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[itex]y(x)[/itex] is a curve on a graph. Now as [itex]y(x)[/itex] gets larger, the area under the curve [itex]A(x)[/itex] gets larger. In fact, say [itex]y(x)=3[/itex]. Then the area at [itex]x=1[/itex] would be 3. Its rate of change at that instant would be 3.

Which means the rate of change of the area under the curve is equal to y(x): [itex]A'(x)=y(x)[/itex].

That being said, the actual area under the curve would equal the anti-deriviative of y(x): [itex]A(x)=∫y(x)[/itex].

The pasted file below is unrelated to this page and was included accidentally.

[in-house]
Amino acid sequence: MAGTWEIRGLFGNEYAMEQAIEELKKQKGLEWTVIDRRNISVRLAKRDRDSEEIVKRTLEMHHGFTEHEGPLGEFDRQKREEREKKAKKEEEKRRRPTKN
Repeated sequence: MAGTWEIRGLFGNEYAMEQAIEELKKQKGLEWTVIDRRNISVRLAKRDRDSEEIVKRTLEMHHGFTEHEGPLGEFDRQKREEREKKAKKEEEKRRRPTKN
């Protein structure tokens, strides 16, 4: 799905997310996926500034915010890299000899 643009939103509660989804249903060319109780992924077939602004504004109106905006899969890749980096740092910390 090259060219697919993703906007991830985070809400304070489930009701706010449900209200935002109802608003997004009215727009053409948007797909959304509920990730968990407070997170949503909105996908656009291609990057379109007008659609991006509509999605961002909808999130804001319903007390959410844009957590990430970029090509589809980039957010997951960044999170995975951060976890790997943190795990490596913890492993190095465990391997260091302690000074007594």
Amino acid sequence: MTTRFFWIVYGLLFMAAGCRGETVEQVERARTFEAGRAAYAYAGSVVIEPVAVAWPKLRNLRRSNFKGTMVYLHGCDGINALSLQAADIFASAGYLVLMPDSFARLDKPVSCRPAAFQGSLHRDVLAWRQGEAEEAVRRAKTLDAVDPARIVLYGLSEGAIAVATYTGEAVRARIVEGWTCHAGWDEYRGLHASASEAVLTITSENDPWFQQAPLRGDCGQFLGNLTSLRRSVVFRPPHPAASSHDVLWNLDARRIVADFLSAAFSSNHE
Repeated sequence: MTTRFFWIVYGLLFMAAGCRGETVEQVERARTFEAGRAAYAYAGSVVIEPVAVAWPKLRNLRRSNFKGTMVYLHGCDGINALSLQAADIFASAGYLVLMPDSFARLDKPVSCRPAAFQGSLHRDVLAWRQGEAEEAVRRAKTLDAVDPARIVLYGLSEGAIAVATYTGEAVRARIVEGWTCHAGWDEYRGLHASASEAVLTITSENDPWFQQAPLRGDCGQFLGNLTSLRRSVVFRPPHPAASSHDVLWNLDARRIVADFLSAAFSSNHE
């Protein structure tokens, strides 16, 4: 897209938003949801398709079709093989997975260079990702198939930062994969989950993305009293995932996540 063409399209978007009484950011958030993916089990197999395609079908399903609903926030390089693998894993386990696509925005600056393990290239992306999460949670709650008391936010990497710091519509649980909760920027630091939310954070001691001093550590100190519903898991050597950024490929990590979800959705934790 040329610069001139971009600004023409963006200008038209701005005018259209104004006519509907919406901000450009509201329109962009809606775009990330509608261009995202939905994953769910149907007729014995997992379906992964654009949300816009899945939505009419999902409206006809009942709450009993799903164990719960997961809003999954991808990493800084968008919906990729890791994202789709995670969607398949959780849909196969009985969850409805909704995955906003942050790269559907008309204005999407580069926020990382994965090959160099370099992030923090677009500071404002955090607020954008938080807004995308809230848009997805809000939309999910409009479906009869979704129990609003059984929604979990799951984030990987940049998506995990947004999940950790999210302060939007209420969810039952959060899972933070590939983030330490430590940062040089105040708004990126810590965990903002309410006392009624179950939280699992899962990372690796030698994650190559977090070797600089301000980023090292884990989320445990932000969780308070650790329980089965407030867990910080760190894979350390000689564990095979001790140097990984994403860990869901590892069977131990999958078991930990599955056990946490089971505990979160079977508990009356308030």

Is this correct? If so, why do we use the confusing dx when it's really not even a number that you could multiply by to get the area of a rectangle (other than showing the integral is with respect to x). I guess I just don't like the [itex]\frac{dy}{dx}[/itex] notation.

Thanks